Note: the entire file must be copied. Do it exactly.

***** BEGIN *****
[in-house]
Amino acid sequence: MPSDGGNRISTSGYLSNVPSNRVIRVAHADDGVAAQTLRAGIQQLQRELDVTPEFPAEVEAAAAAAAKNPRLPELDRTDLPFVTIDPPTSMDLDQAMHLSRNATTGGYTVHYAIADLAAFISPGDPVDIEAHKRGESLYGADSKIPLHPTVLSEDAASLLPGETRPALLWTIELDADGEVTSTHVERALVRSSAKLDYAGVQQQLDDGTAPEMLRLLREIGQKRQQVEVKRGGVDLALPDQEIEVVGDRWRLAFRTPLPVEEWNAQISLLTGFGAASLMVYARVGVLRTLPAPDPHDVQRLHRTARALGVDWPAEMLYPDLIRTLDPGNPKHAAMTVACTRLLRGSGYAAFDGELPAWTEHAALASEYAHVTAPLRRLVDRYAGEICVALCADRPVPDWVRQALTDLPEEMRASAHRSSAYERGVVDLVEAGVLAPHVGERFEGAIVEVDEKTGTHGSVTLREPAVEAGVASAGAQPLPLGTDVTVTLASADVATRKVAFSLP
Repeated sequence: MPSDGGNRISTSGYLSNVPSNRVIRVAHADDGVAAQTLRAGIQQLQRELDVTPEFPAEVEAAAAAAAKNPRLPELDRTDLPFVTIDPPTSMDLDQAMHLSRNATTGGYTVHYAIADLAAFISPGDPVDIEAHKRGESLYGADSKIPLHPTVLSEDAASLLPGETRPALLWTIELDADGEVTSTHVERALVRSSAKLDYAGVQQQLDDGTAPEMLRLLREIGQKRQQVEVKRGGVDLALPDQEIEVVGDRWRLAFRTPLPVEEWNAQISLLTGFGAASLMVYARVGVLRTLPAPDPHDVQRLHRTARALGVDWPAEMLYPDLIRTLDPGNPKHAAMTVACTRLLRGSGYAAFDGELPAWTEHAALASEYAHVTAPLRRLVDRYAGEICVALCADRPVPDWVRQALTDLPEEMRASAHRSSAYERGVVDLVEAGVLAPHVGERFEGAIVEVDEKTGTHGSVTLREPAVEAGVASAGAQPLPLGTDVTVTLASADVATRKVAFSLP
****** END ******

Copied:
[in-house]
Amino acid sequence: MPSDGGNRISTSGYLSNVPSNRVIRVAHADDGVAAQTLRAGIQQLQRELDVTPEFPAEVEAAAAAAAKNPRLPELDRTDLPFVTIDPPTSMDLDQAMHLSRNATTGGYTVHYAIADLAAFISPGDPVDIEAHKRGESLYGADSKIPLHPTVLSEDAASLLPGETRPALLWTIELDADGEVTSTHVERALVRSSAKLDYAGVQQQLDDGTAPEMLRLLREIGQKRQQVEVKRGGVDLALPDQEIEVVGDRWRLAFRTPLPVEEWNAQISLLTGFGAASLMVYARVGVLRTLPAPDPHDVQRLHRTARALGVDWPAEMLYPDLIRTLDPGNPKHAAMTVACTRLLRGSGYAAFDGELPAWTEHAALASEYAHVTAPLRRLVDRYAGEICVALCADRPVPDWVRQALTDLPEEMRASAHRSSAYERGVVDLVEAGVLAPHVGERFEGAIVEVDEKTGTHGSVTLREPAVEAGVASAGAQPLPLGTDVTVTLASADVATRKVAFSLP
Repeated sequence: MPSDGGNRISTSGYLSNVPSNRVIRVAHADDGVAAQTLRAGIQQLQRELDVTPEFPAEVEAAAAAAAKNPRLPELDRTDLPFVTIDPPTSMDLDQAMHLSRNATTGGYTVHYAIADLAAFISPGDPVDIEAHKRGESLYGADSKIPLHPTVLSEDAASLLPGETRPALLWTIELDADGEVTSTHVERALVRSSAKLDYAGVQQQLDDGTAPEMLRLLREIGQKRQQVEVKRGGVDLALPDQEIEVVGDRWRLAFRTPLPVEEWNAQISLLTGFGAASLMVYARVGVLRTLPAPDPHDVQRLHRTARALGVDWPAEMLYPDLIRTLDPGNPKHAAMTVACTRLLRGSGYAAFDGELPAWTEHAALASEYAHVTAPLRRLVDRYAGEICVALCADRPVPDWVRQALTDLPEEMRASAHRSSAYERGVVDLVEAGVLAPHVGERFEGAIVEVDEKTGTHGSVTLREPAVEAGVASAGAQPLPLGTDVTVTLASADVATRKVAFSLP